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IAEA Reviews Belarus's Emergency Preparedness and Response Framework

Minsk, Belarus

Members of the EPREV team along with counterparts from the Belarusian Ministry for Emergency Situations in Minsk. (Photo Credit: Belarusian Ministry for Emergency Situations).

An International Atomic Energy Agency (IAEA) team of experts today concluded a 10-day mission to review Belarus’s preparedness and response arrangements for nuclear and radiological emergencies. The Emergency Preparedness Review (EPREV) was carried out at the request of the Government of Belarus.

Belarus is building its first nuclear power reactors, two 1 170 megawatt-electric units of the Russian VVER technology. The mission included a visit to the nuclear power plant (NPP) site at Ostrovets in northern Belarus.

Marina Nizamska, former Head of the Division of Emergency Preparedness and Response in the Bulgarian Nuclear Regulatory Agency (BNRA), led the eight-person review team, which included experts from Finland, the Netherlands, Pakistan, Slovakia, the United States of America, as well as the IAEA.

“The team found that Belarus has solid arrangements in place for emergency preparedness and response. The team also identified areas for further improvement. The outcome of the mission will help Belarus to further enhance its robust preparedness and response framework, in line with the latest applicable IAEA safety standards,” Nizamska said.

“By inviting and hosting this review mission, Belarus has demonstrated commitment to continuously improving its nuclear and radiological emergency preparedness and response arrangements,” said Juan Carlos Lentijo, Deputy Director General and Head of the Department of Nuclear Safety and Security at the IAEA.

The EPREV team identified several strengths during the mission, including:

  • The management system for nuclear emergencies has been integrated into an all-hazards emergency management system.
  • Belarus has a comprehensive programme for international cooperation on Emergency Preparedness and Response (EPR), including for nuclear and radiological events.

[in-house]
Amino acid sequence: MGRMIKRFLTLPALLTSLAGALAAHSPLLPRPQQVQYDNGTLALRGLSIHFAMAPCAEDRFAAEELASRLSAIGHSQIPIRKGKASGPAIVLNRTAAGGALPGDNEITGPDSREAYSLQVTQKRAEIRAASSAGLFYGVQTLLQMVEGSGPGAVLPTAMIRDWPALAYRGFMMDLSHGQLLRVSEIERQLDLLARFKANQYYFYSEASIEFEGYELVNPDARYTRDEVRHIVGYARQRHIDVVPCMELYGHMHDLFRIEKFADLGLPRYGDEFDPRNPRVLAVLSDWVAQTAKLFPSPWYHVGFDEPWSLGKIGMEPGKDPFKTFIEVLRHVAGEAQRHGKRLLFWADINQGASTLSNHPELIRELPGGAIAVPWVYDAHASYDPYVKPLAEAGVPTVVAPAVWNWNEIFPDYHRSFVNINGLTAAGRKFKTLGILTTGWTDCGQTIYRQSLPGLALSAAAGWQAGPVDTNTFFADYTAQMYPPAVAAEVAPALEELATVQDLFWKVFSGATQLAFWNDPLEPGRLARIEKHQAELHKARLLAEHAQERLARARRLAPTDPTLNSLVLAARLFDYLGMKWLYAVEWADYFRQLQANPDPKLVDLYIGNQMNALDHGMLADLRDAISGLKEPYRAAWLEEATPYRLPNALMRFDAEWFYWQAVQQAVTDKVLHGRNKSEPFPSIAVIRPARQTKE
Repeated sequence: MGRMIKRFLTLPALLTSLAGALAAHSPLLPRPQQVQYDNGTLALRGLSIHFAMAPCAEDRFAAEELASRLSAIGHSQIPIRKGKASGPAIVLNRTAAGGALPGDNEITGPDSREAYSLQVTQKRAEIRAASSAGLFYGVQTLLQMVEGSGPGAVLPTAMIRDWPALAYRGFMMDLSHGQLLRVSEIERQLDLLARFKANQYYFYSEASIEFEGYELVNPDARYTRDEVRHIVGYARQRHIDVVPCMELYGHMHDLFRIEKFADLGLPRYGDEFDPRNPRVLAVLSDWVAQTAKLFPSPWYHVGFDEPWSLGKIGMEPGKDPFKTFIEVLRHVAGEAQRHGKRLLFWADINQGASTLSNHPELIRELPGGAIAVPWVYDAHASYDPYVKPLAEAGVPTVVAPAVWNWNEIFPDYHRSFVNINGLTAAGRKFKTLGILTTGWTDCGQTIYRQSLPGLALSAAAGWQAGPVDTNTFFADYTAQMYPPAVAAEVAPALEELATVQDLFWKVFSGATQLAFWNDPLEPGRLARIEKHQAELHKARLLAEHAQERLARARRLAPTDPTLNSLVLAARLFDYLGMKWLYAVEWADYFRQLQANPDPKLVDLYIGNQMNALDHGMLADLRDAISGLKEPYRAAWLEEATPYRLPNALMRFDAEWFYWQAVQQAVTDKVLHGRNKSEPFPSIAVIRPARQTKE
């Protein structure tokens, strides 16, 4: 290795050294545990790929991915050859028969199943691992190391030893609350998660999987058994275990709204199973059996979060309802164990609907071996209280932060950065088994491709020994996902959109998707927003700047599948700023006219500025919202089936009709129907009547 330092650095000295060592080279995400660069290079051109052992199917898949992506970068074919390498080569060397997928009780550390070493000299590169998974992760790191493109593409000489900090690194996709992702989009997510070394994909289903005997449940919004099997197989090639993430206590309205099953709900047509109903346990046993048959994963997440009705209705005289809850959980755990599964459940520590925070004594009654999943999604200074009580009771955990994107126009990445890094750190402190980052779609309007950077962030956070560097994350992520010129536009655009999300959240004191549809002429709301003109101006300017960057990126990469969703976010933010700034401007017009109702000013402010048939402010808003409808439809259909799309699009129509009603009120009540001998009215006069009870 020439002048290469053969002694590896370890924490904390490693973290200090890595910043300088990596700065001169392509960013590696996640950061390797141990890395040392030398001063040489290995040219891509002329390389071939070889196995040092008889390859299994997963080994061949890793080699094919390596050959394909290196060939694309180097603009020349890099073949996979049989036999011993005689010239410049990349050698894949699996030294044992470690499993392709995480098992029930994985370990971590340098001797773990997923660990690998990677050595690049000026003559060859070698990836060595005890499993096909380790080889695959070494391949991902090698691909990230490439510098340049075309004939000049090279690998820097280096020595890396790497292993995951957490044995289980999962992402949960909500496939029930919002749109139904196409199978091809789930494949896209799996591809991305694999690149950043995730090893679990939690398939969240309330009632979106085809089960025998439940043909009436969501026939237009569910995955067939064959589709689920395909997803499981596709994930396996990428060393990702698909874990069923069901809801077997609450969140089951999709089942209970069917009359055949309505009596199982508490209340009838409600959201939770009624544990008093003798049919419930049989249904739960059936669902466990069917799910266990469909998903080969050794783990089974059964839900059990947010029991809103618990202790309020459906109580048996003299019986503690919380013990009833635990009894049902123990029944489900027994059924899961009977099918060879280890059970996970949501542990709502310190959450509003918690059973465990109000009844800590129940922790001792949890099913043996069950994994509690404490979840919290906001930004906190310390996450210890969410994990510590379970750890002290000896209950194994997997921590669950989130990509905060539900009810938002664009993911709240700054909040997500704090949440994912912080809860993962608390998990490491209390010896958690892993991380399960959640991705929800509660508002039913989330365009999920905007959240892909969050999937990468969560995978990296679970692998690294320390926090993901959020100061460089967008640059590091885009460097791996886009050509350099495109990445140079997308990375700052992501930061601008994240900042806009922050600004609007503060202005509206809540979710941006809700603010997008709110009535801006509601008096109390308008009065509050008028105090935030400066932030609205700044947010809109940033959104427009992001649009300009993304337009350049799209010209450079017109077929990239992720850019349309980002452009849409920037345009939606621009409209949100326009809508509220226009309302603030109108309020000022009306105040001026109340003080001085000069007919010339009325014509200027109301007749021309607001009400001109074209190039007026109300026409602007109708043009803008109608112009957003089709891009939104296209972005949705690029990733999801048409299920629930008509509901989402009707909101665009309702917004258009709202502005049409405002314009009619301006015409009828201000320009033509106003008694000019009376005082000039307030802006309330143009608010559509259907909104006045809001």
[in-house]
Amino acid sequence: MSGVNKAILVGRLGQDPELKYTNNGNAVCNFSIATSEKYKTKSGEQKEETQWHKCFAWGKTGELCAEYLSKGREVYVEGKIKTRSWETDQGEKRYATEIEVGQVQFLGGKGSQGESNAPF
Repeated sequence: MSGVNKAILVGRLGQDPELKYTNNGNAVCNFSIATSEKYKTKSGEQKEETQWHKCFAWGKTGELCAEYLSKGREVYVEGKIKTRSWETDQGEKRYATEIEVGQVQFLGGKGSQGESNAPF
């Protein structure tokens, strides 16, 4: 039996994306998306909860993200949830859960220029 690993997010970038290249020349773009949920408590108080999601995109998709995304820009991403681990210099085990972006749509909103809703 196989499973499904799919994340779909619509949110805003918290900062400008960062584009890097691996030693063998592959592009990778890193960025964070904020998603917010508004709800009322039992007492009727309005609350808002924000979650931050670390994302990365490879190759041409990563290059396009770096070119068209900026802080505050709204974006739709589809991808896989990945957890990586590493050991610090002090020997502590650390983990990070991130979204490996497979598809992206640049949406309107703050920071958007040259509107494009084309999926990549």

• Authorities have experience and know-how in addressing the long term non-radiological consequences of a nuclear emergency based on the 1986 Chernobyl accident.
  • Good training capabilities for nuclear emergency responders, as well as for other categories of emergency responders, are in place.
  • Good capabilities are available for the treatment of contaminated or overexposed individuals.
  • The NPP at Ostravets has an on-site emergency response centre fitted with features for long term response that allow emergency workers to better implement mitigatory actions.

The review team also highlighted areas where additional progress would be useful to improve national arrangements for nuclear emergencies, including:

  • Further consideration and implementation of the latest IAEA guidance on EPR.
  • Providing more complete guidance on the implementation of emergency response actions by all response organizations.
  • Improving arrangements for the use of the emergency classification system and definition of actions to be taken immediately after the onset of an emergency.
  • Streamlining arrangements for better protection of helpers during a nuclear or radiological emergency.

The Government intends to adopt an action plan to address the findings and to consider inviting an EPREV follow-up mission.

About EPREV Missions

EPREV missions are one of the peer reviews offered by the IAEA to strengthen nuclear safety in Member States. EPREV missions focus on the arrangements and capabilities to prepare for and respond to nuclear and radiological emergencies. EPREV missions are based on the IAEA safety standards in nuclear and radiological emergency preparedness response.

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